First big storm of 2017 set to hit Ireland.
Met Éireann has issued national weather warnings for storm force biting cold winds and heavy rain ahead of the arrival of Storm Doris - the first big storm to sweep across the Atlantic in 2017.
While Laois is not specifically named in Status Orange Warning for wind, the second highest weather alert, the national forecaster predicts storm force winds to sweep through neighbouring Kildare.
Commuters heading the capital for work or other reasons in the morning should be careful making their journeys as Dublin is also subject to the same alert. Louth, Wexford, Wicklow and Meath are all expected to be hit by fierce winds.
The warning is in force Wednesday night and early Thursday morning. Northwest winds of mean winds of 70 to 80 km/h giving gusts up to 110 are possible.
Met Éirean says the alert is in force from 5am to 9am on Thursday, February 23.
Meanwhile, a Status Yellow wind warning is in force for the rest of the country. Winds will increase to mean speeds of 45 to 65 km/h with peak gusts in exposed sites of 90 to 110 km/h. Southwesterly gradually veering northwesterly overnight.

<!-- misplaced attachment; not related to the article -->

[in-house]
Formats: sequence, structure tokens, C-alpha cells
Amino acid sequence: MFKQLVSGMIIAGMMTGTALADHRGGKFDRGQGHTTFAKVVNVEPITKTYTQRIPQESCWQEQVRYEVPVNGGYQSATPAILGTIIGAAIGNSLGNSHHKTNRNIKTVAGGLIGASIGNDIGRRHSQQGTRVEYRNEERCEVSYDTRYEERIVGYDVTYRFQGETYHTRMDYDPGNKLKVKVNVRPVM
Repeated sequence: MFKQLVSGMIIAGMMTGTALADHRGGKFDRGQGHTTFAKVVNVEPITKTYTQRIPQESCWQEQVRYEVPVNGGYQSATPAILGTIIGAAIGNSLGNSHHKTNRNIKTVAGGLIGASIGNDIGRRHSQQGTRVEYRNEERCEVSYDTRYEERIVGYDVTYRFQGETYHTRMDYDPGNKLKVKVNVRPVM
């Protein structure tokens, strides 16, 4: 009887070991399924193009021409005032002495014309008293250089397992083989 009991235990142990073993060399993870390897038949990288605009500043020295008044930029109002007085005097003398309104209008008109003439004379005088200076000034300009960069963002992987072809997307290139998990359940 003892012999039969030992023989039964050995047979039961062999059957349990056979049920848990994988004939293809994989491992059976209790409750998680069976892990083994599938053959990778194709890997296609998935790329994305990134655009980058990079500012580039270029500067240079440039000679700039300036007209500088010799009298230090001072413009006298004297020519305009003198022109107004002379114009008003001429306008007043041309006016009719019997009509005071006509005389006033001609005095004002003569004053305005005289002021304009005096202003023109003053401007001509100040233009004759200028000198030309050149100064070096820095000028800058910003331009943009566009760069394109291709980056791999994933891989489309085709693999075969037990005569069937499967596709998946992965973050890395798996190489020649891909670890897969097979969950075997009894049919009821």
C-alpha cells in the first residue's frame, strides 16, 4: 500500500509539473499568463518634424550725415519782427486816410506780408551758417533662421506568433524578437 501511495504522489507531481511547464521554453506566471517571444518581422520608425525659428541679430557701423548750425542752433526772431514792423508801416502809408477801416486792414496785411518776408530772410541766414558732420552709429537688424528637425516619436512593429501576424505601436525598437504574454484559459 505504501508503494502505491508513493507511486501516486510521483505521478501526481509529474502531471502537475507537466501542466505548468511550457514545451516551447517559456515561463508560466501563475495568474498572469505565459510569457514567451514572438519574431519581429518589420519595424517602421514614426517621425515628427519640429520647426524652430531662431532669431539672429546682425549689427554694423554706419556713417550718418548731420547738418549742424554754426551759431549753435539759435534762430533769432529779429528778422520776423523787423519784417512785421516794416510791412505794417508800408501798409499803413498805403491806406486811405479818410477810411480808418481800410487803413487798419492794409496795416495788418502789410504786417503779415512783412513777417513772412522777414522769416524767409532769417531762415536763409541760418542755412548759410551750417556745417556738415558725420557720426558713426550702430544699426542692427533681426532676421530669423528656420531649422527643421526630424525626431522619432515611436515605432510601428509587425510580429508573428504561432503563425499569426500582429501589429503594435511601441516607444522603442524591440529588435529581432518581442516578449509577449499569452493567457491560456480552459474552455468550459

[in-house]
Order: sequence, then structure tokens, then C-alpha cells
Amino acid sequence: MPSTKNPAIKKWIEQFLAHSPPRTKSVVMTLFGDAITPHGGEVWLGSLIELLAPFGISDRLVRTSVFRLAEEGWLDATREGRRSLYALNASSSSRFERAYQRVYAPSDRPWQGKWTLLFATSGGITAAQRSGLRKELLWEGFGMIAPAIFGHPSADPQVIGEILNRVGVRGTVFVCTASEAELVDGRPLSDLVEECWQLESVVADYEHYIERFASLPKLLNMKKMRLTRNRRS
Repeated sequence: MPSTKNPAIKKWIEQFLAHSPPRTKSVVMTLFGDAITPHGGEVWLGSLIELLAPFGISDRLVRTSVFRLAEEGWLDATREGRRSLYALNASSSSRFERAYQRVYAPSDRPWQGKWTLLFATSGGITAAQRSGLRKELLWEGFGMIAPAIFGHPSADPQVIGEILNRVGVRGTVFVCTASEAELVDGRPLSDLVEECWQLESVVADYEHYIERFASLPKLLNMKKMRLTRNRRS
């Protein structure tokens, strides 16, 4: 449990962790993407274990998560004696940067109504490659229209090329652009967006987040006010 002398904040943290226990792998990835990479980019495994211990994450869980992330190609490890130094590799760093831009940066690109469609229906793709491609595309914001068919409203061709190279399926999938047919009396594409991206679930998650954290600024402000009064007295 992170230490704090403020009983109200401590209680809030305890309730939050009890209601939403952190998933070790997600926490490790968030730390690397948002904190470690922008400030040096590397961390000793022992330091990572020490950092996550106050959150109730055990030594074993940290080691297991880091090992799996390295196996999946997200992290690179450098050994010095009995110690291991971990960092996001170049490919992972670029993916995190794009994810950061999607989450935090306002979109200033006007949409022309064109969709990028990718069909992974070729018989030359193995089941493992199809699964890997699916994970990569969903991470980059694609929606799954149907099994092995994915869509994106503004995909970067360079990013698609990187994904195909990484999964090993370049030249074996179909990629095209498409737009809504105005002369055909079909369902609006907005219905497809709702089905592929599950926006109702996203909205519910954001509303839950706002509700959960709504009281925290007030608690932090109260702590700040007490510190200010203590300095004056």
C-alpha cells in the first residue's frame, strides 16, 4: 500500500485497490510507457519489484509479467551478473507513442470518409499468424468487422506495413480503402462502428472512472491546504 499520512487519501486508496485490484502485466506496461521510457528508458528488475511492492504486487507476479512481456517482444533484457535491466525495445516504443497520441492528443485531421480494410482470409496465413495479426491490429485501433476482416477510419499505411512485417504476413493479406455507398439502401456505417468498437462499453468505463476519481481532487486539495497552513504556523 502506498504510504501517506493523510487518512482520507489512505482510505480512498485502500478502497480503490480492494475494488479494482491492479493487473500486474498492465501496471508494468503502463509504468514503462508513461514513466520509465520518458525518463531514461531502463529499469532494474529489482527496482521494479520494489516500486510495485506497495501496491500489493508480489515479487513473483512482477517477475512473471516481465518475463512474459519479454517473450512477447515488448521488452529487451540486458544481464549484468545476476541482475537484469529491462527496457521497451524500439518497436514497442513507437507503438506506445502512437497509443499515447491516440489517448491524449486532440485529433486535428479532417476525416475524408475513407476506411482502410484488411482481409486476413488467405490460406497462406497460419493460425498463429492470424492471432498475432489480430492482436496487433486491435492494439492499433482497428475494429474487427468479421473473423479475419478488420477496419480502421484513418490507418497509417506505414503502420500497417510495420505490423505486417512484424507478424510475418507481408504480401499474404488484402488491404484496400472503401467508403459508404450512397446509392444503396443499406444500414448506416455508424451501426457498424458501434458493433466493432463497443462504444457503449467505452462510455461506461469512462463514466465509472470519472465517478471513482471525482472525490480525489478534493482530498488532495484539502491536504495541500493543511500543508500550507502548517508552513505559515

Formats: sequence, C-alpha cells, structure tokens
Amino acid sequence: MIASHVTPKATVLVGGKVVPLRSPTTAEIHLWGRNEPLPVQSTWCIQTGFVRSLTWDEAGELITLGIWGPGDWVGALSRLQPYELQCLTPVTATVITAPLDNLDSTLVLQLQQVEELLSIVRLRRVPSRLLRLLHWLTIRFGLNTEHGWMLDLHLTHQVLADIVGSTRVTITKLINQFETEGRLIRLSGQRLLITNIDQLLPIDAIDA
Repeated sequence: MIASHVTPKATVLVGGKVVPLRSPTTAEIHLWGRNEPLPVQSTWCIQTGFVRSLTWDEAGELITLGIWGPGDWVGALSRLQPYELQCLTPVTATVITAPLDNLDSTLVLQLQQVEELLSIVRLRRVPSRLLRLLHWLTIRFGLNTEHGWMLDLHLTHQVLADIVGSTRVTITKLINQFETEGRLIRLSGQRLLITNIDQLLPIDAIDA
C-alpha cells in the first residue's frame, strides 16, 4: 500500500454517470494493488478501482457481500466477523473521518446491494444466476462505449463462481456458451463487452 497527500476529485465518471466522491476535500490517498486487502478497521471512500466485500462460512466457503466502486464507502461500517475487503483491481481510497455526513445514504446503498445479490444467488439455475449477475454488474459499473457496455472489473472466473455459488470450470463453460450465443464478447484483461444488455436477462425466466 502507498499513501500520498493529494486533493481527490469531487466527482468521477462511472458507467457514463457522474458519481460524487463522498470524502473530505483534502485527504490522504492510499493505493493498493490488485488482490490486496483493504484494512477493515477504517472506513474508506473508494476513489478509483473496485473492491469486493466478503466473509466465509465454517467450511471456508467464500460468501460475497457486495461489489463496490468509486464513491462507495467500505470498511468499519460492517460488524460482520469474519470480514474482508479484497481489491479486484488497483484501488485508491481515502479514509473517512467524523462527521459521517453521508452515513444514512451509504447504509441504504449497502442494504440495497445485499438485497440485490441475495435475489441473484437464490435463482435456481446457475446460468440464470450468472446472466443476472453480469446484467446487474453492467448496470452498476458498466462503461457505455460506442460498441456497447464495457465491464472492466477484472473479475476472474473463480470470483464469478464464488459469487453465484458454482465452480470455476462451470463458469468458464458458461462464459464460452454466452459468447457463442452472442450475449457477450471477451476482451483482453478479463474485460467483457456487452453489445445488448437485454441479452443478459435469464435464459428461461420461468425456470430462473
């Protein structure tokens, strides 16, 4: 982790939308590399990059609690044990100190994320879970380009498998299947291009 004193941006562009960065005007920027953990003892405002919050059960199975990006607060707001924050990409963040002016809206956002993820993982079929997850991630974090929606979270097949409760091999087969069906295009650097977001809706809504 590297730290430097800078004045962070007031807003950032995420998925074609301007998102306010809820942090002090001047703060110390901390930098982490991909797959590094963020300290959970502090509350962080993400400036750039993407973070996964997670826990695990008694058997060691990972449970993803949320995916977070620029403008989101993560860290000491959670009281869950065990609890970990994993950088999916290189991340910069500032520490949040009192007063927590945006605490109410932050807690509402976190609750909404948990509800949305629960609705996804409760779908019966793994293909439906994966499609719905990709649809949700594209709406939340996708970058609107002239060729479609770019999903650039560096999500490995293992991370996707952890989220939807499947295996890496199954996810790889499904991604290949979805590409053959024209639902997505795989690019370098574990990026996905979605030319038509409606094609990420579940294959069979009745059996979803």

This warning is valid from just after midnight to noon on Thursday, February 23.
There is also a Status Yellow rainfall warning in place for counties Cavan, Monaghan, Donegal, Galway, Leitrim, Mayo and Sligo where 25 to 50mm of rain is forecast.
Met Éireann says the wind and rain is caused by a deepening Atlantic low pressure system will cross Ireland and Britain called Storm Doris.
Apart from the wind and rain, Thursday is set to be a cold day. The strong winds will moderate through the afternoon and evening and the showers will become more scattered. Top temperatures only 6 to 9 C., and feeling even colder due to wind chill.
Thursday night will be cold and mostly dry, with clear spells, but there will be further scattered showers along western and northern coasts, some possibly wintry, mainly over high ground.
While no storm is forecast, wet and windy returns on Saturday at first with persistent and locally heavy rain spreading eastwards in the morning, with fresh to strong and gusty southerly winds.
Brighter conditions, with sunny spells and just a few scattered showers, will follow from the Atlantic and winds will ease a little as they veer westerly in direction. Another spell of rain will cross the country from the Atlantic, with fresh to strong southerly winds on Sunday but to contrast frost is forecast on Sunday night also.
Early indications suggest that the early days of next week will be cold, with bright spells and showers, some of them heavy, with a risk of hail and thunder, especially in coastal areas. There is a high risk of frost at night.